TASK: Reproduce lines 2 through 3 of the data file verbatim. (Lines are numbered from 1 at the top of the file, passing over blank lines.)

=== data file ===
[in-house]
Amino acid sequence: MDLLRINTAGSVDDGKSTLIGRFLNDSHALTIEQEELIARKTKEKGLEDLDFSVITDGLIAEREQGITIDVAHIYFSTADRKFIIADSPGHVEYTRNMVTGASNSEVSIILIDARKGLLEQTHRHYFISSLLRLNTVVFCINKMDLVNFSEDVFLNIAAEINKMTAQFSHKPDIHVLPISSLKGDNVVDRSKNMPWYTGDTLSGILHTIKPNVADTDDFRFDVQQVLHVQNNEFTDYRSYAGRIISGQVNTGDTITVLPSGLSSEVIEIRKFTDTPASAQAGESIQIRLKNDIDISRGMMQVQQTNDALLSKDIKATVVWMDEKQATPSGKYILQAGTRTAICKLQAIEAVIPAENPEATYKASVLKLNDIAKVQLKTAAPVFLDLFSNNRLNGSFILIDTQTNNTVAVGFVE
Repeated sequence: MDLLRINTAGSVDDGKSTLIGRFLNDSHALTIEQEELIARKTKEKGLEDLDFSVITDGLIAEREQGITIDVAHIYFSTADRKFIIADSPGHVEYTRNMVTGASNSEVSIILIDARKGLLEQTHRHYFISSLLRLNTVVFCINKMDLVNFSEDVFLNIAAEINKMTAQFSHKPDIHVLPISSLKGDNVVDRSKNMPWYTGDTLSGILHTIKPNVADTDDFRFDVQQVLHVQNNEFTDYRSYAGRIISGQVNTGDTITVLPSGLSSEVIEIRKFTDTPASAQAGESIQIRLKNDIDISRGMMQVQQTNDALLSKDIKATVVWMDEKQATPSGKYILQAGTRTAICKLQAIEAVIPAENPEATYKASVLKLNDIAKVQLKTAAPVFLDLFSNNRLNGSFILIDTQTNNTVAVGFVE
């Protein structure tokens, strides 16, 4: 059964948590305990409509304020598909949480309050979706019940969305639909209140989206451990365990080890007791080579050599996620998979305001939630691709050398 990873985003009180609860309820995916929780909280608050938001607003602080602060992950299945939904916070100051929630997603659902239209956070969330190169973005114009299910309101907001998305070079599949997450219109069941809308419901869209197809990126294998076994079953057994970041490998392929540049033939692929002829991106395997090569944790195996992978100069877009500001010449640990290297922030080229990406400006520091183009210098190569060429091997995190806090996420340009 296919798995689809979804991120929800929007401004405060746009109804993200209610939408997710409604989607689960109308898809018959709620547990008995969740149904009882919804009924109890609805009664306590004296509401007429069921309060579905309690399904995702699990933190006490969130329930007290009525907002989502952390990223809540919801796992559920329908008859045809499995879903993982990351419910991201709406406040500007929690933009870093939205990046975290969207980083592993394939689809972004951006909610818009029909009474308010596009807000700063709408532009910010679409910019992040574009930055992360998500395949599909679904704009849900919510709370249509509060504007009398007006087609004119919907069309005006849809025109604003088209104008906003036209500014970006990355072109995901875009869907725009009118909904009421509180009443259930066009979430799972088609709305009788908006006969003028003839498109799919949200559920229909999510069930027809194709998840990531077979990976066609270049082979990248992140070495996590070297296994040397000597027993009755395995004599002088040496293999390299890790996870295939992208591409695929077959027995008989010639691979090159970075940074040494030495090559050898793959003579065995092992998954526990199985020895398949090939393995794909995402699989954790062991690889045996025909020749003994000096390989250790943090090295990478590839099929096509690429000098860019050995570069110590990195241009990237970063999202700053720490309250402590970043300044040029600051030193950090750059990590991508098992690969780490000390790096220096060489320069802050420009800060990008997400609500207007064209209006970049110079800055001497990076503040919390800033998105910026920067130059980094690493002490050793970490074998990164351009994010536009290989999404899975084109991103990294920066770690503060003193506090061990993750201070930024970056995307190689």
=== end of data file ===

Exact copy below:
Amino acid sequence: MDLLRINTAGSVDDGKSTLIGRFLNDSHALTIEQEELIARKTKEKGLEDLDFSVITDGLIAEREQGITIDVAHIYFSTADRKFIIADSPGHVEYTRNMVTGASNSEVSIILIDARKGLLEQTHRHYFISSLLRLNTVVFCINKMDLVNFSEDVFLNIAAEINKMTAQFSHKPDIHVLPISSLKGDNVVDRSKNMPWYTGDTLSGILHTIKPNVADTDDFRFDVQQVLHVQNNEFTDYRSYAGRIISGQVNTGDTITVLPSGLSSEVIEIRKFTDTPASAQAGESIQIRLKNDIDISRGMMQVQQTNDALLSKDIKATVVWMDEKQATPSGKYILQAGTRTAICKLQAIEAVIPAENPEATYKASVLKLNDIAKVQLKTAAPVFLDLFSNNRLNGSFILIDTQTNNTVAVGFVE
Repeated sequence: MDLLRINTAGSVDDGKSTLIGRFLNDSHALTIEQEELIARKTKEKGLEDLDFSVITDGLIAEREQGITIDVAHIYFSTADRKFIIADSPGHVEYTRNMVTGASNSEVSIILIDARKGLLEQTHRHYFISSLLRLNTVVFCINKMDLVNFSEDVFLNIAAEINKMTAQFSHKPDIHVLPISSLKGDNVVDRSKNMPWYTGDTLSGILHTIKPNVADTDDFRFDVQQVLHVQNNEFTDYRSYAGRIISGQVNTGDTITVLPSGLSSEVIEIRKFTDTPASAQAGESIQIRLKNDIDISRGMMQVQQTNDALLSKDIKATVVWMDEKQATPSGKYILQAGTRTAICKLQAIEAVIPAENPEATYKASVLKLNDIAKVQLKTAAPVFLDLFSNNRLNGSFILIDTQTNNTVAVGFVE